Unusually strong demand for 2020 crops is the story of the markets so far this year. But supply should begin to control the narrative when 2021 corn and soybeans write their opening chapters in a few weeks. USDA releases its first survey of farmer planting intentions March 31, setting the stage for traders’ focus to turn to weather.
National Weather Service forecasts for spring and summer released last week call for above normal temperatures to persist across the country, with below normal precipitation lingering in parts of the western growing region for corn and soybeans. About one in five acres are already in areas seeing dry conditions. If that’s a recipe for weather rallies during the growing season, producers could get a chance to sell new crop corn futures for $5-plus, with soybeans topping $13.
Historical odds going back to 1974 do favor some type of rally off spring lows for both December corn and November soybean futures. These rallies topped 5% for both markets 85% of the time, and bigger gains are not unusual either. Moves more than 13% off spring lows occurred 66% of the time for corn with soybeans registering a 60% chance.
One factor could be the status of the El Nino/Southern Oscillation (ENSO) cycle of water temperatures and atmospheric conditions in the equatorial Pacific that can have a big influence on weather patterns globally, including the U.S. El Nino summers with warming of the Pacific are associated with wetter conditions in the Midwest that tend to boost yields. By contrast, some of the bigger droughts in the U.S. occurred during summers with La Nina -- when equatorial Pacific waters cool.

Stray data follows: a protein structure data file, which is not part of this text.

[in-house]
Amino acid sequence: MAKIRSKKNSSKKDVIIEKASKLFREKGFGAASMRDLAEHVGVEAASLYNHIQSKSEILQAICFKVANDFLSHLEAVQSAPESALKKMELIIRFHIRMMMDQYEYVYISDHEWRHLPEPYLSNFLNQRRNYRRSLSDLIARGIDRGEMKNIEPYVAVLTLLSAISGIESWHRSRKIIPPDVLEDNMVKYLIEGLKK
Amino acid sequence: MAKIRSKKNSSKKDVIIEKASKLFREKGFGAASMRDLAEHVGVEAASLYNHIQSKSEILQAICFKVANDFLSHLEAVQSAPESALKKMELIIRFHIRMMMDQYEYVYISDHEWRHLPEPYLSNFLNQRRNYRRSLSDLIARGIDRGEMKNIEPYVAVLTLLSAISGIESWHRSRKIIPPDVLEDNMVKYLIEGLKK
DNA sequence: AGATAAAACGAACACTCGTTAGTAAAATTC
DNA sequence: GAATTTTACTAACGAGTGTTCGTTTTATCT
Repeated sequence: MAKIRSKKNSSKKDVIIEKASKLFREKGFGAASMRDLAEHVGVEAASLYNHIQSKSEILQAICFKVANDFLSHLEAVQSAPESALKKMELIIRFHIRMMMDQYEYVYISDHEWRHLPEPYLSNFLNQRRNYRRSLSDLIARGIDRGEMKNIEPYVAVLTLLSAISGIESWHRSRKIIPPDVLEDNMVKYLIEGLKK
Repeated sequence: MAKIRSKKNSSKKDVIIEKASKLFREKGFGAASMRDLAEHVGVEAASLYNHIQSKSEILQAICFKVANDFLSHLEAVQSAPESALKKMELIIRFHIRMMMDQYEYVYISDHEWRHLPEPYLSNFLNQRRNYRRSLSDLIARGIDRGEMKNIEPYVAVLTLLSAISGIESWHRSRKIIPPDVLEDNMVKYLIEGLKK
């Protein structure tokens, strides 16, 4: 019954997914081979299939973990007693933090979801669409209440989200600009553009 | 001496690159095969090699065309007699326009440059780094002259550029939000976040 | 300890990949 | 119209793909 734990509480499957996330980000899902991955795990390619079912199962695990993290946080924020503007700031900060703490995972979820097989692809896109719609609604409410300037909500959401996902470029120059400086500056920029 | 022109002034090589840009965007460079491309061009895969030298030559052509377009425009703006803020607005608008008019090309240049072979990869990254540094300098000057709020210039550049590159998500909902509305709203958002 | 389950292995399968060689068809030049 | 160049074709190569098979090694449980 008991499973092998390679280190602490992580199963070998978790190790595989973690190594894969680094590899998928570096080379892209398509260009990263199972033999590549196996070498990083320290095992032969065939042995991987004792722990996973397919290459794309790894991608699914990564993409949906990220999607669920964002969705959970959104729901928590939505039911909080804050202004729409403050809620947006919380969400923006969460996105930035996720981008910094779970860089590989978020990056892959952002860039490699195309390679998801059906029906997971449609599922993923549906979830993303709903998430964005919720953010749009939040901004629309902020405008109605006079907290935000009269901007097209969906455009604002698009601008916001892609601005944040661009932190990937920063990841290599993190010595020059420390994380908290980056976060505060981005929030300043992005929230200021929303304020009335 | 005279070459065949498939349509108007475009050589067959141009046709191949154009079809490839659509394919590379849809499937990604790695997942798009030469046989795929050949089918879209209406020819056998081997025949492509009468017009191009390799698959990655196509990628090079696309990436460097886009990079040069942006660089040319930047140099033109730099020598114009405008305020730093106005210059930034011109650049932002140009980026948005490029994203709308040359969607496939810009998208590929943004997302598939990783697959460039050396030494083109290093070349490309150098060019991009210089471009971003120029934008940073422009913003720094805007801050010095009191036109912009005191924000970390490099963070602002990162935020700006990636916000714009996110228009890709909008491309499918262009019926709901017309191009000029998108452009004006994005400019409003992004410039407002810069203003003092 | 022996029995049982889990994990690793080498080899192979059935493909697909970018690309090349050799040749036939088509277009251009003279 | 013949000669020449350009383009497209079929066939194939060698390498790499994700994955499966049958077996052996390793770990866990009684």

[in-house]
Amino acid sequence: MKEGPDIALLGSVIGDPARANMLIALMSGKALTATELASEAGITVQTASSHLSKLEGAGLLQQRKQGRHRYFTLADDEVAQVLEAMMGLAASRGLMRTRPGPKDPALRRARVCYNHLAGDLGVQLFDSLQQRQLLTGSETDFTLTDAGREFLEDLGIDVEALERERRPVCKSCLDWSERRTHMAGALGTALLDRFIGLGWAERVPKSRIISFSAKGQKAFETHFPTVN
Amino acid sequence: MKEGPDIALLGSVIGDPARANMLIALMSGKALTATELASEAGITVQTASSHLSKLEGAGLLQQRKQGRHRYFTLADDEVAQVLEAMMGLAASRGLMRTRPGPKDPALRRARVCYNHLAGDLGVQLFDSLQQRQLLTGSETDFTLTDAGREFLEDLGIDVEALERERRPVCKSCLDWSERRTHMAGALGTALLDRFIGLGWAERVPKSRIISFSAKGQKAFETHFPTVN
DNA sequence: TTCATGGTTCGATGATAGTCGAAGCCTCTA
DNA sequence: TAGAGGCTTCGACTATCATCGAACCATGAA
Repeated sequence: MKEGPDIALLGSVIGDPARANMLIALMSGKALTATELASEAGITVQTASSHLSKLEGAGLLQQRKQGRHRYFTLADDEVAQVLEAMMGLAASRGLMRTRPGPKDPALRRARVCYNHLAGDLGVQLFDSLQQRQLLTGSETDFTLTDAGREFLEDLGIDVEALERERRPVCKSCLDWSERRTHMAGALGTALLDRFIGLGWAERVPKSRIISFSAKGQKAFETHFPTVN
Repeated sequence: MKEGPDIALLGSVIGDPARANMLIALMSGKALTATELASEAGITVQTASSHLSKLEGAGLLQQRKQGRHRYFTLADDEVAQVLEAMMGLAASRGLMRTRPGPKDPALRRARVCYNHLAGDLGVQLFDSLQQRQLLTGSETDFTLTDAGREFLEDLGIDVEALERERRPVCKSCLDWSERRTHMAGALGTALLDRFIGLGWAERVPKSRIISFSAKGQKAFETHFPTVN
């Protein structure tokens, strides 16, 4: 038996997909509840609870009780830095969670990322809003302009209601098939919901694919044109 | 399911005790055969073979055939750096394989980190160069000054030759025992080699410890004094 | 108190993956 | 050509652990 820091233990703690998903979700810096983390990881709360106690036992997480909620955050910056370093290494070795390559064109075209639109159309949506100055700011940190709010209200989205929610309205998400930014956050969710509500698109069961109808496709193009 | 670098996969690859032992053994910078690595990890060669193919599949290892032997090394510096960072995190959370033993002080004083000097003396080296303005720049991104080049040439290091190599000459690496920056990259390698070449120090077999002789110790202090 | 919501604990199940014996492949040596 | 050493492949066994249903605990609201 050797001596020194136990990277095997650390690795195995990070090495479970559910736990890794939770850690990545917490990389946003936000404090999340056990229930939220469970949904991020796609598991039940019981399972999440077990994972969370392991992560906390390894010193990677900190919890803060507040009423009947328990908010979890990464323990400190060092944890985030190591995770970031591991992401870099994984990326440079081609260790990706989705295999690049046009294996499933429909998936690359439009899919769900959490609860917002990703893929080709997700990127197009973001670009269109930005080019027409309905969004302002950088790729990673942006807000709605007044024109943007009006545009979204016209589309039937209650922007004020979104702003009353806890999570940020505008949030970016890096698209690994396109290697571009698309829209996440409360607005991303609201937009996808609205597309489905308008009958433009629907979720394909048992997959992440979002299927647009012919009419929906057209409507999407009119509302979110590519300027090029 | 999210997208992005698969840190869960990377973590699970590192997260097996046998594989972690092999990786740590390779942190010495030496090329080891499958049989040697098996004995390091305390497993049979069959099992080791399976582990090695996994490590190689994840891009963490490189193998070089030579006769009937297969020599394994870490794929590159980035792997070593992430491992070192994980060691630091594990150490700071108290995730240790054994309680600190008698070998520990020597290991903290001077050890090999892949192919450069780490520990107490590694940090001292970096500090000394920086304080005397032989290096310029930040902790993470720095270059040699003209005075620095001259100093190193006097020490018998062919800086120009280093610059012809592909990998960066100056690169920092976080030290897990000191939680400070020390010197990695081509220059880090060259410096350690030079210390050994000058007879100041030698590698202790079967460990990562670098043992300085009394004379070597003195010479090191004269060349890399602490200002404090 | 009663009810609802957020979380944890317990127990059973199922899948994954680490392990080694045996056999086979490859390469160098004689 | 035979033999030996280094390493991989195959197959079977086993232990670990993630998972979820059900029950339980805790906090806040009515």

The current La Nina perhaps contributed to some of the weather extremes seen around the world so far in 2021. However, this month’s forecast from the NWS calls for neutral conditions to develop by summer, with neither El Nino or La Nina. That makes rally potential much more of a dice roll.
There’s no statistically significant correlation between neutral ENSO summers and soybean yields and only a weak link connecting higher corn yields with these conditions since 1950. When neutral ENSO summers follow a winter La Nina – the pattern forecast for 2021 – soybeans show a slight statistical tendency for higher yields with no connection for corn.
Lessons from the past
Still, the most recent iteration of a neutral summer after La Nina winter was memorable. Damage to corn yields in 2012 was on par with some of the biggest droughts on record, including 1988 and 1983, and the 1974 frost-plagued crop. But big crops have also occurred during this phase of the cycle, including 1985, when new records were established for both corn and soybeans.
Of course, what benefits farmers most is a year with big yields and a good summer rally to sell. Weather moves can develop even in years when production booms too. Gains off summer lows during years with neutral summer after La Nina winter averaged 24% for corn and 20% for soybeans – nothing to sneeze at.